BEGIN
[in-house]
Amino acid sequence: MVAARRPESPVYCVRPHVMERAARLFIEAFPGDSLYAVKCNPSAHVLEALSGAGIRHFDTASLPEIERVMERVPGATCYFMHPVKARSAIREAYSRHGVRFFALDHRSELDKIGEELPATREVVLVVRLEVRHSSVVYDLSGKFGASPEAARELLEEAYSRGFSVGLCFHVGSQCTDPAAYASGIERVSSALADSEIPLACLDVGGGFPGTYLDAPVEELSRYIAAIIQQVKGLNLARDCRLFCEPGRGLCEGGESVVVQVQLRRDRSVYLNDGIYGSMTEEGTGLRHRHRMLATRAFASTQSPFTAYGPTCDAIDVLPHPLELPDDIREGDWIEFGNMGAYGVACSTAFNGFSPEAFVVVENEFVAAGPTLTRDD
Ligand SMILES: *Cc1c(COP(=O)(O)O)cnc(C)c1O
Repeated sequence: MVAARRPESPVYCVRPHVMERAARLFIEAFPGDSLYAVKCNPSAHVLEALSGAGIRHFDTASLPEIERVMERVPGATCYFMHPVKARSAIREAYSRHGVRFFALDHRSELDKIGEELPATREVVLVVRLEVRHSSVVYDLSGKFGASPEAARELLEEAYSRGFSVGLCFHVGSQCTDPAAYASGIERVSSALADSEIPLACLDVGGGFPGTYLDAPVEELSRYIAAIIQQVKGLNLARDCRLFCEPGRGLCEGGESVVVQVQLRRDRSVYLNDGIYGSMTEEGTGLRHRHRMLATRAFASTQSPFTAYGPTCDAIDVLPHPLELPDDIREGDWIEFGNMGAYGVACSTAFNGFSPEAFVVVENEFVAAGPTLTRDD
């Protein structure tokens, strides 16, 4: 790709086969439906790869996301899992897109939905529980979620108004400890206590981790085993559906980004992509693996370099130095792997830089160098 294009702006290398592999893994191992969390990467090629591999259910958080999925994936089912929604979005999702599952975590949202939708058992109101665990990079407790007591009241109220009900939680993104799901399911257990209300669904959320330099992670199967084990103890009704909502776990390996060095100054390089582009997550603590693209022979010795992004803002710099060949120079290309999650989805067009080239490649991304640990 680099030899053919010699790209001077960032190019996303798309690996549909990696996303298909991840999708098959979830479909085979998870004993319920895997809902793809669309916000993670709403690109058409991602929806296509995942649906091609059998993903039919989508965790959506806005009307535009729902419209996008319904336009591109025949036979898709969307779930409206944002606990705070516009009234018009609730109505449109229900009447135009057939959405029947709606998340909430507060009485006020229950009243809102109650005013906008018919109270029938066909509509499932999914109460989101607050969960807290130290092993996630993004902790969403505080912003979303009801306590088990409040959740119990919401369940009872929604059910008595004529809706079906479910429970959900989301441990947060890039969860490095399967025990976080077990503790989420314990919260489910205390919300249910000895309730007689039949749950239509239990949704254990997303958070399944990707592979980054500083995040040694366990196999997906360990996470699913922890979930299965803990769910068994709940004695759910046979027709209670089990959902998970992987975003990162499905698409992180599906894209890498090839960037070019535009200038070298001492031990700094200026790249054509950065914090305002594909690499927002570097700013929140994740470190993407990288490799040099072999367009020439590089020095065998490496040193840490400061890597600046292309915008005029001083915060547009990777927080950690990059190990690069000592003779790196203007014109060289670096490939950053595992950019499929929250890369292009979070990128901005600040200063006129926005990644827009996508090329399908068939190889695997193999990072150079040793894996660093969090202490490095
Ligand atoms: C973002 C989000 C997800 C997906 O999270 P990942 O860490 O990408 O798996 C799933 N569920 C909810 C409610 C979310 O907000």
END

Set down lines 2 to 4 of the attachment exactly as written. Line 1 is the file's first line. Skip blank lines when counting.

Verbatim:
Amino acid sequence: MVAARRPESPVYCVRPHVMERAARLFIEAFPGDSLYAVKCNPSAHVLEALSGAGIRHFDTASLPEIERVMERVPGATCYFMHPVKARSAIREAYSRHGVRFFALDHRSELDKIGEELPATREVVLVVRLEVRHSSVVYDLSGKFGASPEAARELLEEAYSRGFSVGLCFHVGSQCTDPAAYASGIERVSSALADSEIPLACLDVGGGFPGTYLDAPVEELSRYIAAIIQQVKGLNLARDCRLFCEPGRGLCEGGESVVVQVQLRRDRSVYLNDGIYGSMTEEGTGLRHRHRMLATRAFASTQSPFTAYGPTCDAIDVLPHPLELPDDIREGDWIEFGNMGAYGVACSTAFNGFSPEAFVVVENEFVAAGPTLTRDD
Ligand SMILES: *Cc1c(COP(=O)(O)O)cnc(C)c1O
Repeated sequence: MVAARRPESPVYCVRPHVMERAARLFIEAFPGDSLYAVKCNPSAHVLEALSGAGIRHFDTASLPEIERVMERVPGATCYFMHPVKARSAIREAYSRHGVRFFALDHRSELDKIGEELPATREVVLVVRLEVRHSSVVYDLSGKFGASPEAARELLEEAYSRGFSVGLCFHVGSQCTDPAAYASGIERVSSALADSEIPLACLDVGGGFPGTYLDAPVEELSRYIAAIIQQVKGLNLARDCRLFCEPGRGLCEGGESVVVQVQLRRDRSVYLNDGIYGSMTEEGTGLRHRHRMLATRAFASTQSPFTAYGPTCDAIDVLPHPLELPDDIREGDWIEFGNMGAYGVACSTAFNGFSPEAFVVVENEFVAAGPTLTRDD